Intermittent Fasting: Fad Or Fab?
PRIME Magazine|December 2018 - January 2019
Intermittent Fasting: Fad Or Fab?

Fasting, the abstention from food or drink or both for short or lengthy duration, complete or partial, or intermittent, has been promoted and practiced by different religions, cultures and physicians for centuries. More recently, fasting has gained wider, mainstream recognition for its weight loss and health improvement potential.

Kirsty Smith

This knowledge is providing us with a better understanding of how small changes to our eating habits and lifestyle choices may lead to greater wellness.


For centuries fasting has been a common practise in many different religious beliefs and cultures such as Islam, Christianity, Judaism, Hinduism, Jainism, Buddhism, Ayurveda, and others, where it’s undertaken as a form of penance or penitence, mourning, protest, or a purification of body and mind. Fasting can take on many forms.

For example, during Ramadan Muslims refrain from eating and drinking during the period of daybreak and ending at sunset; Christians practise fasting during Lent and Advent; Judaism practises fasting over Yom Kippur; the system of Ayurveda promotes fasting as a means of maintaining and regaining health - whereby eating food that is cleaner, lighter and appropriate for the current state of health; Mahatma Gandhi conducted fasts as a means of objection against government injustices; the Greek physician Hippocrates (5th century BCE) recommended fasting to patients suffering from certain diseases, the belief being that since there is appetite loss during certain illnesses, abstention from food may be a natural part of the recovery process.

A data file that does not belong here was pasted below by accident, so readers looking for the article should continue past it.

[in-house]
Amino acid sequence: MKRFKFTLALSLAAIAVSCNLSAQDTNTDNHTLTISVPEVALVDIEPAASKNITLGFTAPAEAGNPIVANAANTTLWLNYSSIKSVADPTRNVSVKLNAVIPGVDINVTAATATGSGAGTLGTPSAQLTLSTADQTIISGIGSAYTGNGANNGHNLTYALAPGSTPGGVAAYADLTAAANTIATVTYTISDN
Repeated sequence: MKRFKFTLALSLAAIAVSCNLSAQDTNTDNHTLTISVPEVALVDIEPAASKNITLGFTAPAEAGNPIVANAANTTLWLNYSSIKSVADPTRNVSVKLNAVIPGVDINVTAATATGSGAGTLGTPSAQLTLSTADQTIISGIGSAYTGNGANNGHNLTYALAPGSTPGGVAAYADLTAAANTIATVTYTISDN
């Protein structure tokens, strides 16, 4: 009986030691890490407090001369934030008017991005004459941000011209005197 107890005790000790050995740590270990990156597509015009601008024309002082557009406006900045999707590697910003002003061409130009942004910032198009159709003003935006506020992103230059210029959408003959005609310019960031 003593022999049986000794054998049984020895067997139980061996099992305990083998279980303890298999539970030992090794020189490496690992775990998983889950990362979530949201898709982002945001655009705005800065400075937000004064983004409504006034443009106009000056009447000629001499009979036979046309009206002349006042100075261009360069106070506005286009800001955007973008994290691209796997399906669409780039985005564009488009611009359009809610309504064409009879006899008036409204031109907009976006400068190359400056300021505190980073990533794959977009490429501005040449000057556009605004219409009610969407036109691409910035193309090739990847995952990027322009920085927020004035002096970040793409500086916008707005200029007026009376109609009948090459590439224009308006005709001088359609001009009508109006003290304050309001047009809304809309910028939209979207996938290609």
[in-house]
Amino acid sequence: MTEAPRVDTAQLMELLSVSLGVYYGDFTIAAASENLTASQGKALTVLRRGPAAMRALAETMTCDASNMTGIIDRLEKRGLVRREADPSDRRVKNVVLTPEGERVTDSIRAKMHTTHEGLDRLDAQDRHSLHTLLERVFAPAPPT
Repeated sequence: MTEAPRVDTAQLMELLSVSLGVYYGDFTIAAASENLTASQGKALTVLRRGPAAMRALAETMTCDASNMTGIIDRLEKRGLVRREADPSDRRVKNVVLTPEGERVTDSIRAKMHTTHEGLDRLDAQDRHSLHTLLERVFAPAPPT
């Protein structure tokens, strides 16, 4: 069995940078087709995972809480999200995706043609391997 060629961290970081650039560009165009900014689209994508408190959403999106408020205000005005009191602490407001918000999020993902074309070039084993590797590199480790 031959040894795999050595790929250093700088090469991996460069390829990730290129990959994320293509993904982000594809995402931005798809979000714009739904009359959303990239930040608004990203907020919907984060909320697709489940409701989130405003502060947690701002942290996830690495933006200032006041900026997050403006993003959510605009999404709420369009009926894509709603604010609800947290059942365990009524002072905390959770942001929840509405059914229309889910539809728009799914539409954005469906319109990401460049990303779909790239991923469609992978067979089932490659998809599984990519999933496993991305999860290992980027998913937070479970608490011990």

The health benefits of fasting started to become more widely recognised during the 1990’s and since then, ongoing research into intermittent fasting and calorie restriction show both as having the potential to offer some protection from diseases including diabetes, obesity and epilepsy, and thus extending life.

Studies on mice, conducted by the National Institute of Aging in the US, showed mice that fasted on a regular basis were healthier than those on a continuous calorie restriction. The lower levels of insulin and glucose in their blood, significantly increasing sensitivity to insulin and therefore a reduced diabetes risk. Intermittent fasting also increases the body’s responsiveness to insulin, decreased sensitivity being linked to diabetes and heart failure.

Although most of the research has been conducted on rats, there are promising benefits to humans. According to Mark Mattson, Senior Investigator for the National Institute of Aging, fasting has been shown to improve biomarkers of disease, reduce oxidative stress and preserve learning and memory functioning. It may also lower the risk of degenerative brain disease in later life by protecting neurons in the brain. According to Mattson, intermittent fasting may serve as a form of mild stress that stimulates cellular defenses against molecular damage. In addition, it increases autophagy, a self healing process whereby the body cleans out damaged cells and regenerates new cells.



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December 2018 - January 2019